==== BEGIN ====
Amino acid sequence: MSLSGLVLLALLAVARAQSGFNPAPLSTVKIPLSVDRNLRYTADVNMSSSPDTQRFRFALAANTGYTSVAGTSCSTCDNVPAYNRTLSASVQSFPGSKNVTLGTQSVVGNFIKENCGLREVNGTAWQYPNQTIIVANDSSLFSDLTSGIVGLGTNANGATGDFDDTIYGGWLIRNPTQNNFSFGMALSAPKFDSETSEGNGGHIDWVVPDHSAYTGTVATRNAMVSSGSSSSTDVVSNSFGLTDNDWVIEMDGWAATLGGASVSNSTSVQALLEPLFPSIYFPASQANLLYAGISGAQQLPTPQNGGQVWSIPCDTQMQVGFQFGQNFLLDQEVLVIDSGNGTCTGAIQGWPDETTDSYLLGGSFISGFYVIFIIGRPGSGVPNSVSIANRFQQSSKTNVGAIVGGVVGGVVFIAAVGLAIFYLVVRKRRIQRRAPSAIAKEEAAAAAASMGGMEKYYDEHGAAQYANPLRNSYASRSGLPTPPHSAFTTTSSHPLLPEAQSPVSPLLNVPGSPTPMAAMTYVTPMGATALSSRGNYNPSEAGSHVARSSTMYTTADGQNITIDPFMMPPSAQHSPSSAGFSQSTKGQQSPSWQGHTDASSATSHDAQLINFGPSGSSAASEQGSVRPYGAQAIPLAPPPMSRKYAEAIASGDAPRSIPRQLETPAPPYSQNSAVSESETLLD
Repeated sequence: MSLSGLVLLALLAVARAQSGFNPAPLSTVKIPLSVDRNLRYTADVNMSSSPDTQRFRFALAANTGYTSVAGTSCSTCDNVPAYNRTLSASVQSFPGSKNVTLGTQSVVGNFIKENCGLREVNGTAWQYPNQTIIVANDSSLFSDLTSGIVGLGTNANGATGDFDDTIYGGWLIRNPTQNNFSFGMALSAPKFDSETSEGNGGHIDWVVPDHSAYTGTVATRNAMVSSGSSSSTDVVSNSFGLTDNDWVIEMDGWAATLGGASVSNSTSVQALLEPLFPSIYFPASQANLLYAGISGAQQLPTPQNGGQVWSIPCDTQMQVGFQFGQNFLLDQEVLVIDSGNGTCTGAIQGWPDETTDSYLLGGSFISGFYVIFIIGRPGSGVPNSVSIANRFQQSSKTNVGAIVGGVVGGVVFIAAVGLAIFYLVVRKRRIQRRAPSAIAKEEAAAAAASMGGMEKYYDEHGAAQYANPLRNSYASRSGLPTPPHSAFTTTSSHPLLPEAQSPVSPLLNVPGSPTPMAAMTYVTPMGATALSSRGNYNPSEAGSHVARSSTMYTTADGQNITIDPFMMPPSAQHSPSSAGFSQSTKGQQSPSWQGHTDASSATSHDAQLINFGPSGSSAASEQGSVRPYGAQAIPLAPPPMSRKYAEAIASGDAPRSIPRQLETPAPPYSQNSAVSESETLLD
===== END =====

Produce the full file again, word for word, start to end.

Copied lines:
Amino acid sequence: MSLSGLVLLALLAVARAQSGFNPAPLSTVKIPLSVDRNLRYTADVNMSSSPDTQRFRFALAANTGYTSVAGTSCSTCDNVPAYNRTLSASVQSFPGSKNVTLGTQSVVGNFIKENCGLREVNGTAWQYPNQTIIVANDSSLFSDLTSGIVGLGTNANGATGDFDDTIYGGWLIRNPTQNNFSFGMALSAPKFDSETSEGNGGHIDWVVPDHSAYTGTVATRNAMVSSGSSSSTDVVSNSFGLTDNDWVIEMDGWAATLGGASVSNSTSVQALLEPLFPSIYFPASQANLLYAGISGAQQLPTPQNGGQVWSIPCDTQMQVGFQFGQNFLLDQEVLVIDSGNGTCTGAIQGWPDETTDSYLLGGSFISGFYVIFIIGRPGSGVPNSVSIANRFQQSSKTNVGAIVGGVVGGVVFIAAVGLAIFYLVVRKRRIQRRAPSAIAKEEAAAAAASMGGMEKYYDEHGAAQYANPLRNSYASRSGLPTPPHSAFTTTSSHPLLPEAQSPVSPLLNVPGSPTPMAAMTYVTPMGATALSSRGNYNPSEAGSHVARSSTMYTTADGQNITIDPFMMPPSAQHSPSSAGFSQSTKGQQSPSWQGHTDASSATSHDAQLINFGPSGSSAASEQGSVRPYGAQAIPLAPPPMSRKYAEAIASGDAPRSIPRQLETPAPPYSQNSAVSESETLLD
Repeated sequence: MSLSGLVLLALLAVARAQSGFNPAPLSTVKIPLSVDRNLRYTADVNMSSSPDTQRFRFALAANTGYTSVAGTSCSTCDNVPAYNRTLSASVQSFPGSKNVTLGTQSVVGNFIKENCGLREVNGTAWQYPNQTIIVANDSSLFSDLTSGIVGLGTNANGATGDFDDTIYGGWLIRNPTQNNFSFGMALSAPKFDSETSEGNGGHIDWVVPDHSAYTGTVATRNAMVSSGSSSSTDVVSNSFGLTDNDWVIEMDGWAATLGGASVSNSTSVQALLEPLFPSIYFPASQANLLYAGISGAQQLPTPQNGGQVWSIPCDTQMQVGFQFGQNFLLDQEVLVIDSGNGTCTGAIQGWPDETTDSYLLGGSFISGFYVIFIIGRPGSGVPNSVSIANRFQQSSKTNVGAIVGGVVGGVVFIAAVGLAIFYLVVRKRRIQRRAPSAIAKEEAAAAAASMGGMEKYYDEHGAAQYANPLRNSYASRSGLPTPPHSAFTTTSSHPLLPEAQSPVSPLLNVPGSPTPMAAMTYVTPMGATALSSRGNYNPSEAGSHVARSSTMYTTADGQNITIDPFMMPPSAQHSPSSAGFSQSTKGQQSPSWQGHTDASSATSHDAQLINFGPSGSSAASEQGSVRPYGAQAIPLAPPPMSRKYAEAIASGDAPRSIPRQLETPAPPYSQNSAVSESETLLD